Following the horrific event in which he crashed a passenger jet, King Charles decided to give up flying

As commander-in-chief of the armed forces, King Charles was a member of the Royal Air Force and Royal Navy.

It has long been customary for the monarch and prominent members of the royal family to be connected to or involved in the armed services, dating back to the time when the king led his army into war.

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Like his father, King Charles developed a strong interest in flying after joining the Royal Air Force. While attending Cambridge University, he received his first flight instruction. Years later, there were even rumours that he had flown the royal plane alone to meetings and assignments overseas.

The prince at the time was an expert pilot who loved to fly. But catastrophe nearly happened in 1994 when Charles was about to land a passenger jet on Queen’s Flight. The plane crashed because things didn’t go as planned; if things had gone differently, we may have had a monarch named William today.

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For many years, King Charles has been getting ready for life as king. As the heir apparent, he had a wide range of governmental responsibilities.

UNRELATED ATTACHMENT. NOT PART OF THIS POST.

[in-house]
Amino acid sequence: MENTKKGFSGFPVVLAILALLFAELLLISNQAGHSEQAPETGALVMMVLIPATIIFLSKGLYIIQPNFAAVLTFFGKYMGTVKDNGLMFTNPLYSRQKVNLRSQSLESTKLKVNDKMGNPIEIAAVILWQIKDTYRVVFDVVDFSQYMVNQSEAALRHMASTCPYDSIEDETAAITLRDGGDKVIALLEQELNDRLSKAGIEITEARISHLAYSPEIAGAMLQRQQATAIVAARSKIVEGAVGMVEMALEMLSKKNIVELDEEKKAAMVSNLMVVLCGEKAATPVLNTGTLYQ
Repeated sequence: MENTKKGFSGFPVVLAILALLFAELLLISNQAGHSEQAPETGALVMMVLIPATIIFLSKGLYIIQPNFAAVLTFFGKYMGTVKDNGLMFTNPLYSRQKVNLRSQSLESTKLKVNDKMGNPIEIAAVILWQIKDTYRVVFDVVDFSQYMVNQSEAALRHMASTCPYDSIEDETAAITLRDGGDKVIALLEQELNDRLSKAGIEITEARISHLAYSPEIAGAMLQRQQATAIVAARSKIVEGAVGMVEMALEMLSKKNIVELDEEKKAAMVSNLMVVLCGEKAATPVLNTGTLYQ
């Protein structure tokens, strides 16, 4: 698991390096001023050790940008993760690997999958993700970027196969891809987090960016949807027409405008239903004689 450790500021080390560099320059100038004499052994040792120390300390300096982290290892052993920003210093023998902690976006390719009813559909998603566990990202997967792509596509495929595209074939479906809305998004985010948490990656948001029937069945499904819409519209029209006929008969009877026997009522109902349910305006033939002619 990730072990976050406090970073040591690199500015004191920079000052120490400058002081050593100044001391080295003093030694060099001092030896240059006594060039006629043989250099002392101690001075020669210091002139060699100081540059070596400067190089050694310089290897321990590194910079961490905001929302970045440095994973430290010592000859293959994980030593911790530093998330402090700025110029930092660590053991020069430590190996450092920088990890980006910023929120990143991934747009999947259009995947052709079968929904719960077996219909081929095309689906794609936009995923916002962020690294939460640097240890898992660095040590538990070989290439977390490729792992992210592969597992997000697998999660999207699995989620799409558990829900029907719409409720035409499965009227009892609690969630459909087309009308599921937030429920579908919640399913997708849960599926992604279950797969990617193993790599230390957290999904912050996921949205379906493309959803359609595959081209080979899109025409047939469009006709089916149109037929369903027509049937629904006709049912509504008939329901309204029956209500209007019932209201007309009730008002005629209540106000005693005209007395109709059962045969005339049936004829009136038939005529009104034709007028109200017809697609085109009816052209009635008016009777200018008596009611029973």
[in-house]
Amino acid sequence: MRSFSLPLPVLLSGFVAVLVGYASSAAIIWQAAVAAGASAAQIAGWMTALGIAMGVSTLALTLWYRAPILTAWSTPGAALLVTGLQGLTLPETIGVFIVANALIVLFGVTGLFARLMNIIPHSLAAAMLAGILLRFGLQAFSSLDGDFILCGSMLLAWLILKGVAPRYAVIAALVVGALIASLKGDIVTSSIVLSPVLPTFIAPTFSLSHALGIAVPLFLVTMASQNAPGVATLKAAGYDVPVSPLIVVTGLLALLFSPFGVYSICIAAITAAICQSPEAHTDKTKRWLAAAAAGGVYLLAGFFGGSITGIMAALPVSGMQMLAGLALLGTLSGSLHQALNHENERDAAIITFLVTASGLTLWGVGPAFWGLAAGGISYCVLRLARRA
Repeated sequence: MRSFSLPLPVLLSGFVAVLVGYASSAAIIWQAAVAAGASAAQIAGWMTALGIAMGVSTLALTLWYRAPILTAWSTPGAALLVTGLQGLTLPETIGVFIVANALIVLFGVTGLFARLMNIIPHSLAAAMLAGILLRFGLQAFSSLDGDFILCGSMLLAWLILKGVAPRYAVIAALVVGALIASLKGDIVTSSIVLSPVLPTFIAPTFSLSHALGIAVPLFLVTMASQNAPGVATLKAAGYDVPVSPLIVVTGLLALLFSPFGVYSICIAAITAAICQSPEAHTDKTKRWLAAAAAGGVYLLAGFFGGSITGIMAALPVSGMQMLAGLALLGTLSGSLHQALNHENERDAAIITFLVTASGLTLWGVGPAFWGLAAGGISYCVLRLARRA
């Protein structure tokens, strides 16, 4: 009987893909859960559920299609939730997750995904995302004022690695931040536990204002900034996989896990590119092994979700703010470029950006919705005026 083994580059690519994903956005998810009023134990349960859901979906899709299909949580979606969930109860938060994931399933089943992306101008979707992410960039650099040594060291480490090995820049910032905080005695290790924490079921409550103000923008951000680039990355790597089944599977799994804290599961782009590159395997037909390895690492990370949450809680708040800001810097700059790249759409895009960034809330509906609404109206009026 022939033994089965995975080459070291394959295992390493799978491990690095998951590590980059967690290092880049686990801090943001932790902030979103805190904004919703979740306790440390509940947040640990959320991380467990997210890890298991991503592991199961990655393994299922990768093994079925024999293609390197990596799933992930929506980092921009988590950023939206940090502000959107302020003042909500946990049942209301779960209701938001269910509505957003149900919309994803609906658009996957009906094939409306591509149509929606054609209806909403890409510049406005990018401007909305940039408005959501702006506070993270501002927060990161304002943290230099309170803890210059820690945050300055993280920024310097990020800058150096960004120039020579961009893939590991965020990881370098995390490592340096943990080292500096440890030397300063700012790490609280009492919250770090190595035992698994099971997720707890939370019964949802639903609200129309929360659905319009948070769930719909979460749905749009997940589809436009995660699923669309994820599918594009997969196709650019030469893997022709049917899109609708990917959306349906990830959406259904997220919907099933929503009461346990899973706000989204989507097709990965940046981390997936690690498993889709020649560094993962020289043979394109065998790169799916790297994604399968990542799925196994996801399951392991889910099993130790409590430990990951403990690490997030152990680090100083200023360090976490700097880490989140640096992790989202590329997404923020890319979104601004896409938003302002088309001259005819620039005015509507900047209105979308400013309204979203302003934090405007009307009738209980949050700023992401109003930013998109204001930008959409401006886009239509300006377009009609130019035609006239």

Charles becomes the Head of the Commonwealth, hence his accession to the throne affects more than just the United Kingdom. Charles assumes the role of head of state for 15 countries, comprising Australia and Canada, out of the 54 sovereign states.

For many years, King Charles has carried out his regal obligations. He has travelled to numerous other nations and has mostly done so without any problems.

Prince Charles reaches out to pick up his flying helmet from the wing of his RAF Chipmunk aircraft at Tangmere in Sussex, August 1st 1968. He is taking his first flying lesson with Squadron Leader Philip Pinney (right). (Photo by UPI/Bettmann Archive/Getty Images)

Charles, though, came dangerously close to being at the centre of two separate accidents that could have been extremely deadly.

He could have actually passed away, and it happened during a live television broadcast.

The Mary Rose, the flagship of King Henry VIII, lost in a battle with the French fleet in 1545. It would lie on the ocean floor for centuries after it sank in the Solent, between the Isle of Wight and Great Britain.

Prince Charles was present to witness the excavation of The Mary Rose in October of 1982. Charles backed the efforts to raise the ship from her oceanic grave since he was a tremendous lover of its past.

He thus desired to observe the procedure firsthand. He was even one of the last divers, diving with archaeologists by the wreck just outside Portsmouth Harbour.

AUSTRALIA – APRIL 01: Prince Of Wales Piloting A Hawker Siddely 748 Plane During His Tour Of Australia In 1983. (exact Day Date Uncertain) (Photo by Tim Graham Photo Library via Getty Images)